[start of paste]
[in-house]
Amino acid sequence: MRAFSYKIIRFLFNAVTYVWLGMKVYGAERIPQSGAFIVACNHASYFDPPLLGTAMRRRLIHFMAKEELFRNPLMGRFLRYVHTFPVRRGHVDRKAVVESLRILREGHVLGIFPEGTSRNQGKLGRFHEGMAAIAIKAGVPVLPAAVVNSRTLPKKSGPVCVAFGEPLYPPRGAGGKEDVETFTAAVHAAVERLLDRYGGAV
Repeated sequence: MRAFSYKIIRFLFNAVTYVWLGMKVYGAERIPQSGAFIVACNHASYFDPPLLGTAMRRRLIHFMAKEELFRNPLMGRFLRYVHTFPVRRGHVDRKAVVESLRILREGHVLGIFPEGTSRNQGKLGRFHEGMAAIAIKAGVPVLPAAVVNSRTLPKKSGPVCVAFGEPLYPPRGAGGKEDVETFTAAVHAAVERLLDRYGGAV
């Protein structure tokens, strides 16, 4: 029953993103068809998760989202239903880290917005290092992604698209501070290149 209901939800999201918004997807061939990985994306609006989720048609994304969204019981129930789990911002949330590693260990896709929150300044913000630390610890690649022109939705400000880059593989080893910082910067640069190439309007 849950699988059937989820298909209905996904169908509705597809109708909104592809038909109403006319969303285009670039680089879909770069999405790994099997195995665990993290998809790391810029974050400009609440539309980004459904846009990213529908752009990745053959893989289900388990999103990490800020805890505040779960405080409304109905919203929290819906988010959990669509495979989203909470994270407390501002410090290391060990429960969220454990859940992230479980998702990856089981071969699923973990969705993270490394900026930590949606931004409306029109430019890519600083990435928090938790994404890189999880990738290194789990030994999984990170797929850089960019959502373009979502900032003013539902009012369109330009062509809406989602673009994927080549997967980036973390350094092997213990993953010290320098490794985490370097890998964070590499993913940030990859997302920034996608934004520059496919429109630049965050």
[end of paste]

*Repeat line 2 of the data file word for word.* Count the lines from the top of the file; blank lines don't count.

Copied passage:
Amino acid sequence: MRAFSYKIIRFLFNAVTYVWLGMKVYGAERIPQSGAFIVACNHASYFDPPLLGTAMRRRLIHFMAKEELFRNPLMGRFLRYVHTFPVRRGHVDRKAVVESLRILREGHVLGIFPEGTSRNQGKLGRFHEGMAAIAIKAGVPVLPAAVVNSRTLPKKSGPVCVAFGEPLYPPRGAGGKEDVETFTAAVHAAVERLLDRYGGAV